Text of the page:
Informing the IBM Community

Spectre and Meltdown – What Do You Do?


The Spectre (Variant 1 & 2) and Meltdown (Variant 3) threats that target speculative execution on all CPU’s will affect IBM Power7, Power7+, Power8 and Power9 systems and IBM has stated that it will have firmware patches for Power Systems available but does not state if its patches will cover all three variants of the vulnerabilities. IBM has not issued fixes for Power6, Power6+, and Power7 systems.

What is not known at this time is what kind of performance impact the fixes for Spectre and Meltdown will have. It will probably depend on the nature of the CPU architecture, the way the memories are isolated and checked to keep users out of kernel space, and the way the applications make use of speculative execution.

It is possible that systems that are CPU or memory bound are going to thrash after the fixes are applied. Our advice is to benchmark the throughput of your system for some period of time before applying the patches, apply the patches and then run the tests again so that you fully understand and can document the impact.

As of January 13th, IBM has released operating system patches for IBM i 7.1, 7.2 and 7.3 to compliment the firmware patches for POWER7+ and POWER8 processors already released. Both the IBM i and firmware patches must be applied in order to mitigate the Spectre and Meltdown vulnerabilities. These PTFs:  MF64553 (7.1), MF64552 (7.2), and MF64551 (7.3) were added to the latest Group Security and HIPER Group PTF packages as of January 26th.

In addition, IBM has released additional operating system patches for IBM i 7.1, 7.2 and 7.3 on January 26th, MF64571, MF64565, and MF64568 respectively.

Our opinion at iTech is that most customers will eventually receive these patches by way of updating their HIPER and/or Security PTFs. It’s inevitable. After patching, IBM i customers with excess capacity should not see much in the way of any performance degradation. It’s likely to be noticeable at all. However, overloaded systems that are already taxed for performance may experience adverse effects by applying these fixes. If you’re unsure how taxed your system is then please contact us for a performance assessment before applying any of these PTFs.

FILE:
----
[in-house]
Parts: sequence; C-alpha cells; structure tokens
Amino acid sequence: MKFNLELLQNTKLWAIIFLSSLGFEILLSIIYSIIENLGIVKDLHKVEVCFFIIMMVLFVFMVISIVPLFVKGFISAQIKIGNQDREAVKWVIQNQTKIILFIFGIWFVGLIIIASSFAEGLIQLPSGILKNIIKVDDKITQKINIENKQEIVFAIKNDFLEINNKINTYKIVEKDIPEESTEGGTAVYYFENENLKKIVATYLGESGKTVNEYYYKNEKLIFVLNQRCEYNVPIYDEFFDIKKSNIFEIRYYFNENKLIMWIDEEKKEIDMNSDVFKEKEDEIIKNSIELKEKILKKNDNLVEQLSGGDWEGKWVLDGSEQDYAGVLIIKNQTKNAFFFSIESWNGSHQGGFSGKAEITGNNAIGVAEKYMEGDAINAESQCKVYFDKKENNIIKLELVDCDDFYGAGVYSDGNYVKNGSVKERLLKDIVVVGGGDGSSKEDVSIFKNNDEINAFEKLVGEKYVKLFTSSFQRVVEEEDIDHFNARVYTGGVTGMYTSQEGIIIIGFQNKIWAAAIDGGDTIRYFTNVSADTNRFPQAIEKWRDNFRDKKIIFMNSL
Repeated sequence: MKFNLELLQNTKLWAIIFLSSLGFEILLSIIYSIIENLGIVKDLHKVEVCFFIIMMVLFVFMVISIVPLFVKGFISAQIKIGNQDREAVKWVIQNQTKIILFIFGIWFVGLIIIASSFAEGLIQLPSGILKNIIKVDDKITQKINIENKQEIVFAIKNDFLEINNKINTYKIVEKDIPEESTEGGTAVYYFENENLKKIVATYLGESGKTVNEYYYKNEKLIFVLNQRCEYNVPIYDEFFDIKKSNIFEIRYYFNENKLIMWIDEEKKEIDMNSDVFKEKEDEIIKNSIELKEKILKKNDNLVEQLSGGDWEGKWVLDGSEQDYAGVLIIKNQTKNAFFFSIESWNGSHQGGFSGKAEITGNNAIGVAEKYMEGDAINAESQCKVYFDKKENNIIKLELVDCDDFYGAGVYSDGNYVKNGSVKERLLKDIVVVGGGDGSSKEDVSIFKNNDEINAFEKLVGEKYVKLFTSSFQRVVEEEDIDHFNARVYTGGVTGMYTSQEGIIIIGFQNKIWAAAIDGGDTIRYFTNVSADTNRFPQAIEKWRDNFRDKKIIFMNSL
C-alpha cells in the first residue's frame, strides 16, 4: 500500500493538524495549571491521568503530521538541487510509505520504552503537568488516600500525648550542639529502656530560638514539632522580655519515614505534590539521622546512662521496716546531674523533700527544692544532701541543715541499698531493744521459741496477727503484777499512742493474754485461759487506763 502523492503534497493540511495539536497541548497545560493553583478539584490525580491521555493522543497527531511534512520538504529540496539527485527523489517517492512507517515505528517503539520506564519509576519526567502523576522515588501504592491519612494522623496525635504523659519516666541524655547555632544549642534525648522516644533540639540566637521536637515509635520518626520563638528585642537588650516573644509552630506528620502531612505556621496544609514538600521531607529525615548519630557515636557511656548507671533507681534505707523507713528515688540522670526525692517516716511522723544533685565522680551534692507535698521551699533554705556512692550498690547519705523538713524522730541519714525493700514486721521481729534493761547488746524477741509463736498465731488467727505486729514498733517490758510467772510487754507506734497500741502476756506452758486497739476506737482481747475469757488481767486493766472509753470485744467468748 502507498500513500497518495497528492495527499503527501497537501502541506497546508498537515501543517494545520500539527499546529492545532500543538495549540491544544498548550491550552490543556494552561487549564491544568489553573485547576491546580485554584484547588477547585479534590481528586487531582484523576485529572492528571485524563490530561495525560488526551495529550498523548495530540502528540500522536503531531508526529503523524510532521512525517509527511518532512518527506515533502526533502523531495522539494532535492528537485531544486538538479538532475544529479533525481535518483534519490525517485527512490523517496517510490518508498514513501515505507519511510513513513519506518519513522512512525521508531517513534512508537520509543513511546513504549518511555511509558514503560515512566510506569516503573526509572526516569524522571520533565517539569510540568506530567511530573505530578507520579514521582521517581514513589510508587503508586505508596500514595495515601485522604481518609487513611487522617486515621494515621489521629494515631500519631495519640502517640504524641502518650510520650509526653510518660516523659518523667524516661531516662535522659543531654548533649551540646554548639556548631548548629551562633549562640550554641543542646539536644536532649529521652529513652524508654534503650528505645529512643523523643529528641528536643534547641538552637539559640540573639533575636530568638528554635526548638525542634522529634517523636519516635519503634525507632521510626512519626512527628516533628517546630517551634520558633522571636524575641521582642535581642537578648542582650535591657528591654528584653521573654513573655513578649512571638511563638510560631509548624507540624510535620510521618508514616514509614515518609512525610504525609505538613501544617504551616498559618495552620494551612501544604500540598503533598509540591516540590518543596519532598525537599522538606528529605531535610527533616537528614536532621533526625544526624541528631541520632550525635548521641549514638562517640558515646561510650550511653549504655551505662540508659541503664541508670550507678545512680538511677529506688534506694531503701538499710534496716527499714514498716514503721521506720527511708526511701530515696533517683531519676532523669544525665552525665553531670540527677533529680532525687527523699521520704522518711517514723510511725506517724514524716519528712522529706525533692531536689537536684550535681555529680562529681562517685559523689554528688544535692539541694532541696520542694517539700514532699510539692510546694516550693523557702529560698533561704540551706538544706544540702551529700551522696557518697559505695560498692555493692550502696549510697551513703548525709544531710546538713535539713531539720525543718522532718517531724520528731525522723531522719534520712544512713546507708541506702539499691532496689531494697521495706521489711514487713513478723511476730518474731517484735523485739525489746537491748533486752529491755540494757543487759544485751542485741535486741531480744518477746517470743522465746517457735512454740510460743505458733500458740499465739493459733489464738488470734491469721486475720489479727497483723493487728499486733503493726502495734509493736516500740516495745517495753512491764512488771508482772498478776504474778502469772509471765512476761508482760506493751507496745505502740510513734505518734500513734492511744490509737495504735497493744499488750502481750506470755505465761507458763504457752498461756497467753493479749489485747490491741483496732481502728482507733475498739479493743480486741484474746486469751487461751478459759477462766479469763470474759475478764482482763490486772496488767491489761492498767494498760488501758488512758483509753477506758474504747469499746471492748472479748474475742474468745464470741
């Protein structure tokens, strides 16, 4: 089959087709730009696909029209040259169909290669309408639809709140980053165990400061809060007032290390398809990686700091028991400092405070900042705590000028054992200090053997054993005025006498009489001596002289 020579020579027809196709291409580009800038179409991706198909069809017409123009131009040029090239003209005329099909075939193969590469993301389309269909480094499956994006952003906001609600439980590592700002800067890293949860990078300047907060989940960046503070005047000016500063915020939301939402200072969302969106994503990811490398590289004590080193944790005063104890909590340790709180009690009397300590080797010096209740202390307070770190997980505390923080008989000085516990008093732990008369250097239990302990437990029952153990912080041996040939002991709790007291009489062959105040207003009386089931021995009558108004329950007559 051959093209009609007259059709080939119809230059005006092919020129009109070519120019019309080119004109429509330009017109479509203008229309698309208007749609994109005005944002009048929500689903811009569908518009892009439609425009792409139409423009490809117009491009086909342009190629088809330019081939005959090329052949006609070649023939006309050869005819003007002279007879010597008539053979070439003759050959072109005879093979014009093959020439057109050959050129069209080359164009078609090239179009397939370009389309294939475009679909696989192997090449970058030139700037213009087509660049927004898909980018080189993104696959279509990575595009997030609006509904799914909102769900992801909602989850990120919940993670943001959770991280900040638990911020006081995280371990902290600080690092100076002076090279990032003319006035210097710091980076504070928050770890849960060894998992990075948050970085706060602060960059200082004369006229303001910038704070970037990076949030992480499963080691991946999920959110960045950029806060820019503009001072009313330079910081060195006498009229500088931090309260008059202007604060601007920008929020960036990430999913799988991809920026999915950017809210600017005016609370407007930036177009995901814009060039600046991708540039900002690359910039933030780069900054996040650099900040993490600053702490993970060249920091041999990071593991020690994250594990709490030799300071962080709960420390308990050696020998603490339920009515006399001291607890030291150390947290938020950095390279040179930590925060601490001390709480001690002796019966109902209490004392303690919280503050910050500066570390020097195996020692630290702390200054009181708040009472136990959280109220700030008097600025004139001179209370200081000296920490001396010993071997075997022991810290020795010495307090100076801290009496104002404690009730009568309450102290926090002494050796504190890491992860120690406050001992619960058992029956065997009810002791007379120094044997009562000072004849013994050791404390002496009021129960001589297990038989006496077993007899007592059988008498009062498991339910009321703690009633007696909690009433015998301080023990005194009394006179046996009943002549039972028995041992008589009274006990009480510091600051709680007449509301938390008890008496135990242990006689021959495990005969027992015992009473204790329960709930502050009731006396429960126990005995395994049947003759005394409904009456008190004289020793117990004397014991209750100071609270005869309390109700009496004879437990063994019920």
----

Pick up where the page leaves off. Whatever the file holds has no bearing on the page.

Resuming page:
Please keep watching the PSIRT blog for further developments.

The good news is that you have to be an authorized user in order exploit these vulnerabilities. Security from the IBM i level to your firewall is more important than ever. While there has been no documented case of someone breaching IBM i security without a user ID and password, there are many ways to gain access to an IBM i partition if adequate security measures are not followed. Hardening IBM i isn’t just moving from QSECURITY level 30 to 40. A properly hardened system should include, but certainly not limited to, the following basic measures:

Password level security – Ensure your system can use up to 128 characters for a password. The default 10 character limit of QPWDLVL 0 is not good enough.

NetServer – Ensure that no guest account exists for IBM NetServer. This will allow anyone access to your IBM i partition file shares without a user ID and password. This, combined with sharing the root (/) of your IFS can be extremely dangerous. Furthermore, if you’re on 7.1 or older version of IBM i then you are using the SMB1 protocol for file sharing. SMB1 has been deemed insecure for many years now.

Encryption – If you communicate to and from your IBM i in plain text then the length of your password does not matter. There is no excuse to encrypt your IBM i communication for any service accessed over the network which passes user IDs, passwords or other confidential information.

PTF and operating system currency –Technology that has not been patched or updated runs the risk of being compromised. This is especially true if you use open technology such as Java, OpenSSL and Apache. Java 6 and Apache 2.2 went out of support two weeks ago…have you removed Java 6 yet? Have you upgraded to 7.2 to move to Apache 2.4?

The Spectre and Meltdown vulnerabilities are perhaps the biggest security problems in the history of modern computing, but if you’re not covering the basics you may have bigger and more pressing security problems to worry about.


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